AUTHOR BLOG: Common Murre Parenting 101: How to Negotiate for an Easier Job

IMG_3895

Researcher Linda Takahashi observes nesting murres. Photo credit: N. Oberlander

Linda Takahashi

Linked paper: Turn-taking ceremonies in a colonial seabird: Does behavioral variation signal individual condition? by L.S. Takahashi, A.E. Storey, S.I Wilhelm, and C.J. Walsh, The Auk: Ornithological Advances 134:3, July 2017.

When mates share parenting duties, conflict can arise over which one performs the hardest jobs. Common Murres are monogamous long-lived seabirds that raise only one chick each year. Extensive contributions from both parents are obligatory for successful chick fledging: Chicks are rarely abandoned, and murres are great parents. Throughout the three week chick-rearing period, one parent remains at the nest site, brooding and defending the chick, while the other is most often away from the colony foraging.  Murres have the highest wing loading of any flying bird, and so foraging far away from the colony, which is often necessary in years of reduced capelin availability, is energetically costly. Remaining in the colony with the chick is simply the easier job.

All things being equal between the murre parents, we’d expect that they would take turns and share the harder job of chick provisioning. For the most part, this is indeed what they do. One mate returns to the colony with a fish, feeds the chick, and the takes over brooding duties while the former brooder leaves. We called this a regular nest relief. However, some nest reliefs are irregular, such as when the returner comes back without a fish or the brooder doesn’t give up the chick, causing the returner to leave again to forage. We wondered if variation in nest reliefs was related to the relative physiological condition of the partners and whether changes in specific behaviours that occur during the nest relief ceremony were indicators of the partners “negotiating” with each other for the easier parental job.

Until our study, little focus had been given to the often-subtle behaviours shown by murres during nest relief (turn-taking) ceremonies. We looked at 16 pairs of Common Murres breeding in Witless Bay, Newfoundland, Canada, in 2009, a year with particularly low availability of capelin, the preferred forage fish. Pairs were identified by colour bands and nest location on the cliff. From dawn to dusk, we sat in a tiny observation blind and recorded murre behaviors with either a camcorder or an event logger. Specifically, an interaction began when a returning bird arrived at the nest, typically with a fish, and joined its chick-brooding partner, and it ended when one of the pair departed. We noted whether the parents traded roles and recorded their patterns of allopreening and bill-fencing. We also examined the relationships between murre condition—specifically, body mass and lipid metabolite levels (as measured by beta-hydroxybuterate)—and behavioural variation during turn-taking.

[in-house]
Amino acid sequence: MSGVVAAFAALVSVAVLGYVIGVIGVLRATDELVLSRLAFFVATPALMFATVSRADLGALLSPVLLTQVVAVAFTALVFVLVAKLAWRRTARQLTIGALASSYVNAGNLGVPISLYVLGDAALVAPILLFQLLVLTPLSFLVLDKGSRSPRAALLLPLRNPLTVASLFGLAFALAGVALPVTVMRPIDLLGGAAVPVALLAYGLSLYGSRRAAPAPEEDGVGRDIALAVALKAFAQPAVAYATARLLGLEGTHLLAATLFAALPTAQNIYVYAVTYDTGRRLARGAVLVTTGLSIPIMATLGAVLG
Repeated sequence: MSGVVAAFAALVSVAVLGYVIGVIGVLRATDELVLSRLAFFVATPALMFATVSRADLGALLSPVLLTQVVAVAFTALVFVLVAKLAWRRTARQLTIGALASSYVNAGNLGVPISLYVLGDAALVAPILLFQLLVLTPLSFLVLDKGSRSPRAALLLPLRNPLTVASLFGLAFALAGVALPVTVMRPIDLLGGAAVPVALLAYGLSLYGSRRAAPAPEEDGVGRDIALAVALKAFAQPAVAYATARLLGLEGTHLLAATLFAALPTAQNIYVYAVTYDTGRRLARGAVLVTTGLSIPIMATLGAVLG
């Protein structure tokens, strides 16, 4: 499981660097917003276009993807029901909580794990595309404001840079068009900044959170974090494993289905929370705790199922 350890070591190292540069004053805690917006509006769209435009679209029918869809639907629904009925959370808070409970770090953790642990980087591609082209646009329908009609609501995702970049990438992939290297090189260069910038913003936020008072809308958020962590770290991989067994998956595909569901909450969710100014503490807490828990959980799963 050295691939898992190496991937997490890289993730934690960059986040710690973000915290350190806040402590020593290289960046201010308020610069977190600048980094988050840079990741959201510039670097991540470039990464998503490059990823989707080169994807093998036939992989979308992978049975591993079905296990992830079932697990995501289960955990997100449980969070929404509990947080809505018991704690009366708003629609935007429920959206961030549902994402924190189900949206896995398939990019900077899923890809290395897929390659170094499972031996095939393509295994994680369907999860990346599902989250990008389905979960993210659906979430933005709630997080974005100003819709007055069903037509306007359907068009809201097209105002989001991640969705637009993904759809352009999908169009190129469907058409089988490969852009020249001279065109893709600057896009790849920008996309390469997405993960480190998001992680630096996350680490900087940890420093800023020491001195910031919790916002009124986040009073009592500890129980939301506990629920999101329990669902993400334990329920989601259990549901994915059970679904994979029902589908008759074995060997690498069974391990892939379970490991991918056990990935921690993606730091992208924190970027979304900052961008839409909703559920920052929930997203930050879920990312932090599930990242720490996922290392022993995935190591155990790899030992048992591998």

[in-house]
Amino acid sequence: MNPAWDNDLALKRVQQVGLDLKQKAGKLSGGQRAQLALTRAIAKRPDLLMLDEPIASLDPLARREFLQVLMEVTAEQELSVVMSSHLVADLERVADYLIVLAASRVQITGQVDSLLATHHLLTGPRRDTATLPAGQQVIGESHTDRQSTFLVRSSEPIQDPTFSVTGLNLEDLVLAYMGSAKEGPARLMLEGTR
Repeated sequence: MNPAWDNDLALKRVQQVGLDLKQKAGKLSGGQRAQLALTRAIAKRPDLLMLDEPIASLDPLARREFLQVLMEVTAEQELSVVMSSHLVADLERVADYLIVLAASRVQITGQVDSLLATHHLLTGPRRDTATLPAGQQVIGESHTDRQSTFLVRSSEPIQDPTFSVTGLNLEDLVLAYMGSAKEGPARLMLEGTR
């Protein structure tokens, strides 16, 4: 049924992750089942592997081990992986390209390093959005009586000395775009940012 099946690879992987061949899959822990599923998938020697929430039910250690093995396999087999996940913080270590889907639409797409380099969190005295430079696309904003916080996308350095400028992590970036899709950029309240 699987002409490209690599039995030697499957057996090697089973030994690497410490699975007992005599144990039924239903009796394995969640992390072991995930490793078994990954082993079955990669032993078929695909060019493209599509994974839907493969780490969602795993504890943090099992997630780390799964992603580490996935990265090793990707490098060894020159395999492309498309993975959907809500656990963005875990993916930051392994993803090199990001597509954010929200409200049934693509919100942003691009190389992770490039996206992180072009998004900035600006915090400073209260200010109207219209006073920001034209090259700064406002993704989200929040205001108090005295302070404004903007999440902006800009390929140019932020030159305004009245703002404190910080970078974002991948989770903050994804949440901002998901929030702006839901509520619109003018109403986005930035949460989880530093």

We found that irregular turn-taking ceremonies took longer than regular ones and had either delayed or non-synchronous allopreening. When a returning partner came to the nest without a fish, it began allopreening sooner than both the brooding partner and birds that returned with a fish. These “no fish” irregular nest reliefs took the longest of all, and brooders appeared to resist or delay leaving the colony. In cases where there was no exchange of duties, i.e., the brooder remained in the colony, rates of allopreening by the brooder were significantly lower than they were in all other types of turn-taking ceremony. Birds with higher overall chick-feeding rates brought fish on more visits than other birds, suggesting that that they were higher-quality individuals. Furthermore, brooding birds in relatively better condition departed the colony sooner after their mate fed the chick compared to those in relatively worse condition. We suggest that variation in allopreening allows mates to communicate with each other regarding their own condition, and, if that condition is poor, to negotiate for the easier parental duty, i.e., brooding.